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Airdate: 1994 (ABC), 1995 (Fox)
Featuring the voices of Jon Lovitz, Maurice LaMarche
The Critic is one of the funniest, if not the funniest, show of all-time. Although it was only on the air for two seasons, it featured great and smart writing, a wonderful crop of voice actors, and some of the most memorable characters in TV history. While many people can talk about how Arrested Development was unfairly canceled, that show does not even touch the genius that The Critic was.

The Critic starred the voice of Jon Lovitz (criminally underused in Hollywood) as Jay Sherman, a low level film critic living in New York City, who hosts the show "Coming Attractions" on a station owned by the Ted Turner-like super billionaire Duke Philips. The show essentially works like this: we follow Jay's day to day life, dealing with his eccentric adopted parents, chain smoking old makeup lady, his little son from a failed marriage, and other such characters. In between this, as it is a show about film, we get fake trailers for movies that do not exist as well as movie references and jokes galore. If you are a film nerd, this is your show simply put.

The characters on this show were just phenomenal. Lovitz shines as Jay Sherman, who is a yutz and a general crab, but you can't help but laugh at and even at some points root for. Duke Philips, voiced by Charles Napier, is one of the greatest bosses ever on television. Philips, while rich, also retains his Southern roots, and at one moment he's stern and the next he is enjoying his personal collection of singing animatronic country bears in his office. Duke is a boss, but he's a boss with a screw loose.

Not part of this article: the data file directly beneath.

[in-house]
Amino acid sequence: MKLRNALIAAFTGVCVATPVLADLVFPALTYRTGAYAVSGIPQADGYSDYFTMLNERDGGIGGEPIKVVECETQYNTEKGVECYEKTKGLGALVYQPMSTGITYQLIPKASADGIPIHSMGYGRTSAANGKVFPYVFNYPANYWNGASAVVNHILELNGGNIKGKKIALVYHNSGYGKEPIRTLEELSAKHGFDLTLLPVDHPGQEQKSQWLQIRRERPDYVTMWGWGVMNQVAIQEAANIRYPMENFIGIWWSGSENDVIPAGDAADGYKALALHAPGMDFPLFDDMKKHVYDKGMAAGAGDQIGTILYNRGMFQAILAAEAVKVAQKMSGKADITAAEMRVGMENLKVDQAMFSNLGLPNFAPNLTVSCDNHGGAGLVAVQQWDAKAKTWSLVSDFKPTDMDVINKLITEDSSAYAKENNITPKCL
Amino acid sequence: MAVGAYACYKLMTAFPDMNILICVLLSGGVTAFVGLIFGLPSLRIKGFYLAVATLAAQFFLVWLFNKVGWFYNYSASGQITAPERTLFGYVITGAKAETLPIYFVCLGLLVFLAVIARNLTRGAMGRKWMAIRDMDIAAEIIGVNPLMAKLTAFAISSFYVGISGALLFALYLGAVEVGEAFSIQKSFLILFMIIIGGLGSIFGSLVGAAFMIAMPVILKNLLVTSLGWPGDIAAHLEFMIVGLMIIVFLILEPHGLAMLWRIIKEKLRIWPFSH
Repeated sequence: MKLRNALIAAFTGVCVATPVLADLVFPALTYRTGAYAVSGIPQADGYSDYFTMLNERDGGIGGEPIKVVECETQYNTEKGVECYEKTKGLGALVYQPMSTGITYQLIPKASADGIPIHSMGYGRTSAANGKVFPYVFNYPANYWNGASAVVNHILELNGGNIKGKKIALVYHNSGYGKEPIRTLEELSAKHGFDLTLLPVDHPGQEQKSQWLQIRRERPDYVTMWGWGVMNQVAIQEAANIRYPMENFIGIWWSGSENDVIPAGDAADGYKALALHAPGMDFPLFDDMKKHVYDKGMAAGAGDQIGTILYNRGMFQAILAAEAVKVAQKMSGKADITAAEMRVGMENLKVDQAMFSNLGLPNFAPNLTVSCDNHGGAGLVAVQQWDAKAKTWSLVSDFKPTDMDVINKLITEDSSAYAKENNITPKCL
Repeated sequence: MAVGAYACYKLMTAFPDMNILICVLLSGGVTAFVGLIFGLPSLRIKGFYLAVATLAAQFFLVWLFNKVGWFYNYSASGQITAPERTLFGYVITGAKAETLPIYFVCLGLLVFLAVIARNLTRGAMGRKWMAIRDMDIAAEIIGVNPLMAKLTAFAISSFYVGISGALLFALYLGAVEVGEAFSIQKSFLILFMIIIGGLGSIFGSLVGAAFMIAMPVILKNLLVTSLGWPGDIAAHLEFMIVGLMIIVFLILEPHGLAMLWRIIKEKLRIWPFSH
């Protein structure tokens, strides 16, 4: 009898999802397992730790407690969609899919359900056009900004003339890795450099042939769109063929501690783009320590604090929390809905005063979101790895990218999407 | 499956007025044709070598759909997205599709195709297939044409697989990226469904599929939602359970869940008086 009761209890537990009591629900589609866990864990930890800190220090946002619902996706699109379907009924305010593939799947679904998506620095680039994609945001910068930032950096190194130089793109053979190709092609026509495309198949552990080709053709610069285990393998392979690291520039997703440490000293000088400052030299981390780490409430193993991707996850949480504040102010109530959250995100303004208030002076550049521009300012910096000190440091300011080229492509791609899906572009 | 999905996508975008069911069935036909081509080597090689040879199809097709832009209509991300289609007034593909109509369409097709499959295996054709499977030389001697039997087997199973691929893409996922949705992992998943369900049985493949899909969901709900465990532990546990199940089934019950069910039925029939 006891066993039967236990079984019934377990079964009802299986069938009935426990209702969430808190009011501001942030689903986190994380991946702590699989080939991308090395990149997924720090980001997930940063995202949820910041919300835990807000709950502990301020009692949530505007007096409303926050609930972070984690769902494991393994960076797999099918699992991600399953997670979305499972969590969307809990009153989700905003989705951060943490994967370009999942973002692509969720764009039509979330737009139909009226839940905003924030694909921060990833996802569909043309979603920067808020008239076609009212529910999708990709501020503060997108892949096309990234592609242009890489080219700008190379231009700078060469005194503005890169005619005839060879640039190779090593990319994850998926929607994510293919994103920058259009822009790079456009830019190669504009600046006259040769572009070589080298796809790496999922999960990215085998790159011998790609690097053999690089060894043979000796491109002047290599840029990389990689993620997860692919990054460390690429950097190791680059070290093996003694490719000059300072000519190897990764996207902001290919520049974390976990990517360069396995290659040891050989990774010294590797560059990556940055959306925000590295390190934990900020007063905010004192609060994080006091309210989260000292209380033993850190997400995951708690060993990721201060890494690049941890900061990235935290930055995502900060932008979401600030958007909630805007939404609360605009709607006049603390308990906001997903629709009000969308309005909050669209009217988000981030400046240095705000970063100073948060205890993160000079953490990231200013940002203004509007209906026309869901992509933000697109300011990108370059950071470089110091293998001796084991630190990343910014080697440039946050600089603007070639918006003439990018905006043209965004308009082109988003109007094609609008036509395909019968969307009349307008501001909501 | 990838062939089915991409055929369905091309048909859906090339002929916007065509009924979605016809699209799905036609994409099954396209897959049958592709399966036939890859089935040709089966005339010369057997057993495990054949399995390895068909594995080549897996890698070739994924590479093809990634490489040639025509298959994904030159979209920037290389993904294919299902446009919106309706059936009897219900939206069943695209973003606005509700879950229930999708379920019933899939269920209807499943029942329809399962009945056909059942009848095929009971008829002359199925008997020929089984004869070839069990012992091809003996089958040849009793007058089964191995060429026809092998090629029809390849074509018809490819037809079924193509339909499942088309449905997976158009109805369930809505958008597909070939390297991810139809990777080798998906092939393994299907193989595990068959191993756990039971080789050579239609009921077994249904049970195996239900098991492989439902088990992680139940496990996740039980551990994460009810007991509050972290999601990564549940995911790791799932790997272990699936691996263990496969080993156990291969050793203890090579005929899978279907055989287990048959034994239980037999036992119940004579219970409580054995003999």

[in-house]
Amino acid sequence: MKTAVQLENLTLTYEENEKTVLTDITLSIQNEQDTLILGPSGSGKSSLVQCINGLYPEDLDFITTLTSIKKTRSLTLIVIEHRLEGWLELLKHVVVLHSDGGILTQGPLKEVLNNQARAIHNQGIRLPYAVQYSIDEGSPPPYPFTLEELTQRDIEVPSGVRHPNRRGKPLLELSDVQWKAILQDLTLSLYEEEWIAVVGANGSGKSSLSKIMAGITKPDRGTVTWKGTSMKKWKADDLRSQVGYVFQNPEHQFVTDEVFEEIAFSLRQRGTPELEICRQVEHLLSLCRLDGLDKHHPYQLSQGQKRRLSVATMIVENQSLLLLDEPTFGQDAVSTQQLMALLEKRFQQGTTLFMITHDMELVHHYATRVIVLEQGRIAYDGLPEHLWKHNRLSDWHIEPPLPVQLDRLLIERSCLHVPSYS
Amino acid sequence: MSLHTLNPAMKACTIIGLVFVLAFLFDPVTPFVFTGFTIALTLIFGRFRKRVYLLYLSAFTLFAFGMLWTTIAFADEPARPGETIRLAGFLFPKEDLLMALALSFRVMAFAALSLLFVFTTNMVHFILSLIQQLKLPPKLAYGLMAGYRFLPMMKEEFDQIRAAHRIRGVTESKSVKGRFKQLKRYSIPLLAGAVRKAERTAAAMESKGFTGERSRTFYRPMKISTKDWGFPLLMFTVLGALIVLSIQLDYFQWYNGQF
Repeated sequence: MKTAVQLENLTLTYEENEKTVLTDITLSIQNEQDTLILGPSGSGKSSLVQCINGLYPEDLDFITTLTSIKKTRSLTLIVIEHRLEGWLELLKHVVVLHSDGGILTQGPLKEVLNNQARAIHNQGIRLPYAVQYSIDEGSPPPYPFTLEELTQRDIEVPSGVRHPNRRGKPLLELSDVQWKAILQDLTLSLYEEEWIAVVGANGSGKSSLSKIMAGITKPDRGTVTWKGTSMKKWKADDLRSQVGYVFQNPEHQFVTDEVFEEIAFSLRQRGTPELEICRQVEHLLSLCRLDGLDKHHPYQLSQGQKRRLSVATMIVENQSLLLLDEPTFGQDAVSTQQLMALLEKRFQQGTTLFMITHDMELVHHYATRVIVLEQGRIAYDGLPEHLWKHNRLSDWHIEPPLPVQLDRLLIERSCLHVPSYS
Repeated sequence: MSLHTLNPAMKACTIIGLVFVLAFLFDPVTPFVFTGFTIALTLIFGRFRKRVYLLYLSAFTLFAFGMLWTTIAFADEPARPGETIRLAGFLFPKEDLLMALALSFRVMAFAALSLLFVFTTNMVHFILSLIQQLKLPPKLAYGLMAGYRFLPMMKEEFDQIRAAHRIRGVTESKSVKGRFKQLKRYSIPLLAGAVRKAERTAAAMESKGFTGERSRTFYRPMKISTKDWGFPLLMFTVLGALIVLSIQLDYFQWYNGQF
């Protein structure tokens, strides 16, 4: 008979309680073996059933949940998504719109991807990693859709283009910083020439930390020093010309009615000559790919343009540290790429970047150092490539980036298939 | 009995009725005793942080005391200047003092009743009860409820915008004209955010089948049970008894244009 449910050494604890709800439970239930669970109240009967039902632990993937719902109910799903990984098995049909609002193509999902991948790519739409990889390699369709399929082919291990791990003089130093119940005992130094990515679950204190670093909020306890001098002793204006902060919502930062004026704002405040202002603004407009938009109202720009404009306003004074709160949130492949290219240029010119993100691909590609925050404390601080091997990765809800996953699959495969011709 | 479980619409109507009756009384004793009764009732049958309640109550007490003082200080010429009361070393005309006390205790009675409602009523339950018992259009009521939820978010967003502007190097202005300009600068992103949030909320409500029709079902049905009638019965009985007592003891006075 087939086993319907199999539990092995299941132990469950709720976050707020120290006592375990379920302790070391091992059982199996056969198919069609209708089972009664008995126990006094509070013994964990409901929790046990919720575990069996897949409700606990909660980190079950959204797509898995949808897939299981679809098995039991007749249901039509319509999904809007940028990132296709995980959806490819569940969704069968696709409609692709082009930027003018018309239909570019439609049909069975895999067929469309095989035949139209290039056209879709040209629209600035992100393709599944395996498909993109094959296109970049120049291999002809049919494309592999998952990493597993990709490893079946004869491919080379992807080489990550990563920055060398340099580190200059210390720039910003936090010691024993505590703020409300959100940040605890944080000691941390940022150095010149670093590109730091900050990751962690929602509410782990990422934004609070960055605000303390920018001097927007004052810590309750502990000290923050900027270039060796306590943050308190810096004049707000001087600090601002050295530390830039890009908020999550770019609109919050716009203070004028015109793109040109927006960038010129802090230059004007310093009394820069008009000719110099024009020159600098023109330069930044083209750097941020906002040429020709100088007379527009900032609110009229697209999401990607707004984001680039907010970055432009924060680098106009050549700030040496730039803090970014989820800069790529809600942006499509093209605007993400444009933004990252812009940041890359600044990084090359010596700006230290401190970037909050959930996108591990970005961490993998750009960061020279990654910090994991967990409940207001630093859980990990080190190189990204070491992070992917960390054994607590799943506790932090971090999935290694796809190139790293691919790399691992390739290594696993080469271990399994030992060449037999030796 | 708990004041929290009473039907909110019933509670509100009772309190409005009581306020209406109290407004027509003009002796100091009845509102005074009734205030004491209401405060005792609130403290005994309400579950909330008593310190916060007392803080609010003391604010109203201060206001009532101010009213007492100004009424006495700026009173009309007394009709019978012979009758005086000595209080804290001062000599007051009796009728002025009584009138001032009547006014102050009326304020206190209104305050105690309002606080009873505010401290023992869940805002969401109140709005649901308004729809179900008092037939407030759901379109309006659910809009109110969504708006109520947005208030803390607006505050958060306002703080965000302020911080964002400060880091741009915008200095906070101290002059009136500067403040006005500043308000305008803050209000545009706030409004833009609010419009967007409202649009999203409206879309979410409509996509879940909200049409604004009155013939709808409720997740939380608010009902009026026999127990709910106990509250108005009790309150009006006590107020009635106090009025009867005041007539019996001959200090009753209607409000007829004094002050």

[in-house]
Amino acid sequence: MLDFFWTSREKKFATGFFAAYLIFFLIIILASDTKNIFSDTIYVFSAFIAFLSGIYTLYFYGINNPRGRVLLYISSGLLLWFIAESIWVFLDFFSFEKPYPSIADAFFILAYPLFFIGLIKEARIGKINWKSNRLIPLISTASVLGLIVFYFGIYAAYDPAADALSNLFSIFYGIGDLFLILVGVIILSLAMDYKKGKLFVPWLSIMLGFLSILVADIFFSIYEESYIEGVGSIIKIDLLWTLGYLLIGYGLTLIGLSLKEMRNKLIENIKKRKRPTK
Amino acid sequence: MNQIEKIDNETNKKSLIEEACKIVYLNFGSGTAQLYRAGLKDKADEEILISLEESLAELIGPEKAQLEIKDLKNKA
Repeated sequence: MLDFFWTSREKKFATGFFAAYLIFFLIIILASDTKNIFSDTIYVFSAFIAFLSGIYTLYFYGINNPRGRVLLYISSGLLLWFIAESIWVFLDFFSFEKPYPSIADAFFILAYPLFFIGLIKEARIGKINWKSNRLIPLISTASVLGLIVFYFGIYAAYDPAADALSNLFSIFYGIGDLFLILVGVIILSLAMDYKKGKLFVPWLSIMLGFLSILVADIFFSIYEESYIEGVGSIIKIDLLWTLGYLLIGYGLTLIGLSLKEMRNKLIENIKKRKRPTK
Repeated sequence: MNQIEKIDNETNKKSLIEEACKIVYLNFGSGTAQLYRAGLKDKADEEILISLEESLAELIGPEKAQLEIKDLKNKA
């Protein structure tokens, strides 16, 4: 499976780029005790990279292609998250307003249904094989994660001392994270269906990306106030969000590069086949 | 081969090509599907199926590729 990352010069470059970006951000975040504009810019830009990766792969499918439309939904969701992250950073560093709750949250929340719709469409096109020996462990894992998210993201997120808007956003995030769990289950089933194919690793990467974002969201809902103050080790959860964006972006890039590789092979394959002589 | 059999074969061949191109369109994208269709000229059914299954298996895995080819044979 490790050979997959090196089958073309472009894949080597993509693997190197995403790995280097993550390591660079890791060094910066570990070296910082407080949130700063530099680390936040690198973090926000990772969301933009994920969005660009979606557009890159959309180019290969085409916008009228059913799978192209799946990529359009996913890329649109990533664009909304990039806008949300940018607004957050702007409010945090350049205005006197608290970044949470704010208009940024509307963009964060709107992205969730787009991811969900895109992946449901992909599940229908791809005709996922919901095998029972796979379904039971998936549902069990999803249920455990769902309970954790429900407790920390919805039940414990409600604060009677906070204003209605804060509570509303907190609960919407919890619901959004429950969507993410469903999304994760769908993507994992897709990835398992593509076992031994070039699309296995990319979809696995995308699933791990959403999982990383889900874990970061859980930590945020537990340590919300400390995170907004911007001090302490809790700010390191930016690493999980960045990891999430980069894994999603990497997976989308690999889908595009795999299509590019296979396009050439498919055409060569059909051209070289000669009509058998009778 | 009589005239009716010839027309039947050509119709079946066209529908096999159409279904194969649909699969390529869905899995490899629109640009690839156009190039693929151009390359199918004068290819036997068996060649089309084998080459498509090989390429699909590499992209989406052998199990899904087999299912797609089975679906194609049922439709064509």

The greatest character on the show is Jay's dad Franklin Sherman, voiced by Gerrit Graham. Franklin is a former NYC mayor whose years of drinking and old age have turned him into a completely senile and crazy character. All of the best gags, from the fishmobabywhirlamagig to El Kabong belong to him. Usually, fathers on an animated show (or even a live action sitcom) are fat lovable oafs. Franklin breaks that rend. He isn't an oaf; he's just insane.

There is a catch to the show however: due to the years produced, some of the New York jokes and political humor are outdated (many references to Michael Dukakis, who I don't even remember growing up), but the way they deliver them is so funny that you can't help but laugh even if you are in the dark.

Doing this show justice on here would take paragraphs upon paragraphs of explanation and frankly, it needs to be seen rather than heard. Check out the two youtube clips I'm putting at the end of the article and soak in the awesome that was The Critic.

Thankfully, the series is available in its entirety at stores nationwide as well as the old reliable Amazon.com. Also included are the 7 or so internet episodes produced around 2000 which don't feature a lot of the cast and aren't as good, but still have its merit.

Do yourself a favor and buy this series. It does not stink.
 


Comments

10/29/2010 06:10

There is no extended a lost, A companion will no for a longer period single, About to possess a everlasting chilly warm, Let's have a very sort of love I met you in space.

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11/05/2010 19:43

Do you mean this is the job of the critic? It is the artist, not the critic, who gives society something of lasting value. A critic might here perhaps return upon me with my own expressions.

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